ANNAPOLIS – Sen. Timothy Ferguson, R-Carroll, doesn’t particularly care whether handguns are “smart,” he just wants law-abiding citizens to have the right to walk down the street with them tucked in a pocket.
Carrying a weapon can put “the fear of God into criminals,” Ferguson said, so he plans to go against the tide of Gov. Parris N. Glendening’s expected legislative gun control crusade and re-introduce his Self-Defense Act, or “right-to-carry” bill, in the Maryland General Assembly this session.
Ironically, Ferguson’s bill came to light at the opening of the General Assembly Wednesday, a pomp-and-circumstance affair with the governor and the state riding high on the biggest surplus ever in the state coffers. It’s a time when Glendening promises to fight handgun violence by mandating high-tech gun control safety devices – smart guns – by 2003.
“We’re going to lead the nation on this and for the first time get child- proof smart gun legislation through,” Glendening told Capital News Service in December. “I’m going to put the full resources of this office (behind the bill). It will save lives,” he said.
Ferguson knows he’s fighting an uphill battle in Annapolis again this year, but Glendening’s plan to mix childproofing and owner-specific technology into a new breed of gun fueled his desire for the reform.
Glendening’s proposal is “an asinine way of dealing with the real issues,” he said.
“I introduce this bill every year,” Ferguson said, and every year he has to withdraw it to prevent pro-gun-control advocates from reshaping it into a gun-control bill. This year, he’d like to fight harder, but he’s not sure what will happen in the General Assembly.
According to Ferguson, the way the law reads, the Maryland State Police has the power to deny an application for a concealed weapon if officers feel the applicant isn’t fit to carry a gun – regardless of whether that applicant meets all requirements for the permit. “My bill takes away the arbitrary yes/no decision of the State Police,” he said.
Lt. Joseph Barker of the Maryland State Police said citizens, 18 years and older, can get permits if they can show a “good and substantial reason for carrying a handgun” and if they meet other requirements, including satisfactory FBI background and reference checks. Ultimately, the State Police’s licensing division makes the decision, including restrictions for using the permit, according to Barker.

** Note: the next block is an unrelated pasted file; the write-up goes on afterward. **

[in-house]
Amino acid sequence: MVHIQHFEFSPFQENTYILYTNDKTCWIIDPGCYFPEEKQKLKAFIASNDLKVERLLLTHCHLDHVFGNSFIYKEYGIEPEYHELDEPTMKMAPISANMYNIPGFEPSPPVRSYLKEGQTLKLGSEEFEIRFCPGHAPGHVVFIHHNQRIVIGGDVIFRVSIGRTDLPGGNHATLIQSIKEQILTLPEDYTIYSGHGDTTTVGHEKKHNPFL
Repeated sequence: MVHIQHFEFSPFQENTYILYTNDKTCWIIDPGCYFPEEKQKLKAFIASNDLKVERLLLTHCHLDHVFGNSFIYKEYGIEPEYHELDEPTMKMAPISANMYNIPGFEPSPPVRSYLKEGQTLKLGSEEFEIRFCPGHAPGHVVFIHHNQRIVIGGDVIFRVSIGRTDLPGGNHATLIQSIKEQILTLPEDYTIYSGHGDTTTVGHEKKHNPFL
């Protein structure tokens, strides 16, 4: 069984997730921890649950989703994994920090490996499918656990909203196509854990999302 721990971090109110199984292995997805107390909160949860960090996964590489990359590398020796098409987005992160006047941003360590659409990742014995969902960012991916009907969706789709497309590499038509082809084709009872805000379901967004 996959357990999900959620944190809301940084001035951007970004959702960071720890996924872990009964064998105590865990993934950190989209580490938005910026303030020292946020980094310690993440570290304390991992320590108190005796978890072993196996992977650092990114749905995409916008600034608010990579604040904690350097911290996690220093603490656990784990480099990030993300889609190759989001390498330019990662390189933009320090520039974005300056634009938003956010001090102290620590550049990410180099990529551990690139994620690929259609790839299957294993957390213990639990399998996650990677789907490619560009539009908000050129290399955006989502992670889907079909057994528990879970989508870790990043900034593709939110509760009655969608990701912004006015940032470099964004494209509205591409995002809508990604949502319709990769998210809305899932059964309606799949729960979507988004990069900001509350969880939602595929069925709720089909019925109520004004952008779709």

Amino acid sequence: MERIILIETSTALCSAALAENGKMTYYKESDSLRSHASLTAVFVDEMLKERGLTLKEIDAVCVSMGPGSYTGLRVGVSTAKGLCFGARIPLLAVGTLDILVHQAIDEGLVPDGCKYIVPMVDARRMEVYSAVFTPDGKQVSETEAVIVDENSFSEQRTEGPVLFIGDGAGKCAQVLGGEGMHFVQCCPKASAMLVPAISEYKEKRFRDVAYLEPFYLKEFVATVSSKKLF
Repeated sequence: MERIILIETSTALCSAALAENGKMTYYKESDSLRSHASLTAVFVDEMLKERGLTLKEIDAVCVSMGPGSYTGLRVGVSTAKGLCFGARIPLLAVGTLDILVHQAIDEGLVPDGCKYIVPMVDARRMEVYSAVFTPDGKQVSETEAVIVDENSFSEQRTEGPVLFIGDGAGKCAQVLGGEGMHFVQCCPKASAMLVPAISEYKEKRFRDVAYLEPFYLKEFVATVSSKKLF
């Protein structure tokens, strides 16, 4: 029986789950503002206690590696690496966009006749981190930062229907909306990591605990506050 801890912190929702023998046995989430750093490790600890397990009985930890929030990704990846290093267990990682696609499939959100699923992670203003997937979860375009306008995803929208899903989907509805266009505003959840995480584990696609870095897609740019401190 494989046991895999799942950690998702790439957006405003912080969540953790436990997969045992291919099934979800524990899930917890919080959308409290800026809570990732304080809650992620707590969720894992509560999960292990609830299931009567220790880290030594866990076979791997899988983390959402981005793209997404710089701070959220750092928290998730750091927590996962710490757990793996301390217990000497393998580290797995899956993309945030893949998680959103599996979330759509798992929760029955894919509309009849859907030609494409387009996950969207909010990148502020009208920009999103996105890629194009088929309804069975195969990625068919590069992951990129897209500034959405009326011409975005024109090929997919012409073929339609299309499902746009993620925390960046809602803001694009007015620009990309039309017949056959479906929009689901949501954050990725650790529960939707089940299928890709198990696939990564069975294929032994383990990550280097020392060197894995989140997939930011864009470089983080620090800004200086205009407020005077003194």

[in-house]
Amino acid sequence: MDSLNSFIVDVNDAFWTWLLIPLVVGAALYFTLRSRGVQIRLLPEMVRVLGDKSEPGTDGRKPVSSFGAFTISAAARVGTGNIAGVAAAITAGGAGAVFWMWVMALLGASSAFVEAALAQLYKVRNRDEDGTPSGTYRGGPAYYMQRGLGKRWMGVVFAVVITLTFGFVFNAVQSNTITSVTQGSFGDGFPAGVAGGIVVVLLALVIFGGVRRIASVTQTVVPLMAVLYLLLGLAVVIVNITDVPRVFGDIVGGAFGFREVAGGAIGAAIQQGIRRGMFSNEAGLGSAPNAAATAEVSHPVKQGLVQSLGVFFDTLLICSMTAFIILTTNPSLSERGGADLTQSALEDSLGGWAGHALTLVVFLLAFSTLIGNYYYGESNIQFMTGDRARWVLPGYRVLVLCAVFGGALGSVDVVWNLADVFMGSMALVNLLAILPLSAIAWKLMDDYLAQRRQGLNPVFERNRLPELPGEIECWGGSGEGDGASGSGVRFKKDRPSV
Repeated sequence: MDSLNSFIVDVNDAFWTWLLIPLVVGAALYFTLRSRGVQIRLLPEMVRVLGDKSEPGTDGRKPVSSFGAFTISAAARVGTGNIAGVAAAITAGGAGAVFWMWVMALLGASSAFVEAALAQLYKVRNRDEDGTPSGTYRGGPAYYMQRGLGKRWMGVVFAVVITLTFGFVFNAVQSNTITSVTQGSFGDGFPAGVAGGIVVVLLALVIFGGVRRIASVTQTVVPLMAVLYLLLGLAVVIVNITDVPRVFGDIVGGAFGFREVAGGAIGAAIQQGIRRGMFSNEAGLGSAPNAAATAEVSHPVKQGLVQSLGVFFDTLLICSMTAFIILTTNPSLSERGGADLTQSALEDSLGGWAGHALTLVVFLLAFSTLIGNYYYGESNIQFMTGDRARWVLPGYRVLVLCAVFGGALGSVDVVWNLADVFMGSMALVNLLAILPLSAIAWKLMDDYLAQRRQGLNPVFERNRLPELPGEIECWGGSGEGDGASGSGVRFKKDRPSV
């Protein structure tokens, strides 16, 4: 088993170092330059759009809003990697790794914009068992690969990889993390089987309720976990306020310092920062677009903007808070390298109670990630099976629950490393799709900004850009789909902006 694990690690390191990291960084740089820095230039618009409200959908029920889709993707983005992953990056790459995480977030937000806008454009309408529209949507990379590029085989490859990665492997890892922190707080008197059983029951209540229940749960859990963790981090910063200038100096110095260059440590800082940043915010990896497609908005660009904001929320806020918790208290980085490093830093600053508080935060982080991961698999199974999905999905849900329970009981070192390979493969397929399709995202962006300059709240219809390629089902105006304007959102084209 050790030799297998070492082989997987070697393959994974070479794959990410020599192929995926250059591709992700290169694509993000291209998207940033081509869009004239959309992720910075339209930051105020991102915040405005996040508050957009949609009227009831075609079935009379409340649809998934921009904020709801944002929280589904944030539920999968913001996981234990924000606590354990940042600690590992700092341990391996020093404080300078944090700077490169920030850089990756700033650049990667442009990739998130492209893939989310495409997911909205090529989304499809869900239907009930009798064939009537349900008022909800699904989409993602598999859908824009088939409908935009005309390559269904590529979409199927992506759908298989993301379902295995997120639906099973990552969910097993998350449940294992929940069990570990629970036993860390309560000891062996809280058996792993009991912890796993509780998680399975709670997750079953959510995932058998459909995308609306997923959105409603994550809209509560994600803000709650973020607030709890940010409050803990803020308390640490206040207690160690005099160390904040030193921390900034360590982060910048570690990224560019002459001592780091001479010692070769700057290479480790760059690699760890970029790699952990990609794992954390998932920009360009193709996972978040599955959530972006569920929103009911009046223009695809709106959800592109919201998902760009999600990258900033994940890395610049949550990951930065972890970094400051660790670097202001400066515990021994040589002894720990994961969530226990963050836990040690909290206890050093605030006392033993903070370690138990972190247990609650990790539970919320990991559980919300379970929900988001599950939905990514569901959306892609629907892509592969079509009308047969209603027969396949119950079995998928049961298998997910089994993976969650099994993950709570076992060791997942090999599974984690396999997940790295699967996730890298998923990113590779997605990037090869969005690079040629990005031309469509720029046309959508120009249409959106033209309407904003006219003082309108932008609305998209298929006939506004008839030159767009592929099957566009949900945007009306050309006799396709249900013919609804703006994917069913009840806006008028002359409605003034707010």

Ferguson has a problem with that process.
“You can have a totally clean background, can be legitimately in fear for your life, and the State Police can say `No'” to a concealed weapon permit request, he said.
Ferguson wants to change the law so permits are issued based on seven criteria, including a minimum age of 21, six hours of handgun practice, a satisfactory target-shooting test, a six-hour handgun law course and a written test.
If the Self-Defense Act becomes law, Ferguson said violent crimes in Maryland should drop by “double-digit percentages” within two years, a statistic that 38 states with more liberal “right-to-carry” laws have experienced.
“And I don’t know of an instance of any people misusing those laws in other states,” Ferguson said.
Handgun control advocates take exception to Ferguson’s theory. Handgun Control Inc., reported on its Web site that recent studies dispute the link between the states with liberal “right-to-carry” laws and corresponding decreases in violent crime rates.
Handgun Control said the NRA likes to use the declining crime rate statistics to lobby states like Maryland into changing their “right-to-carry” laws, a move Handgun Control said could lead to increased gun sales.
Greg Costa, Maryland liaison for the NRA, supports Ferguson’s bill. “It’s a matter of shifting the burden of proof from the citizen to the state,” he said.
To Ferguson, his bill is good for citizens – and for Maryland. He feels his bill can put a crunch on violent crime right now, with no new technology.
“It’s a winner,” he said.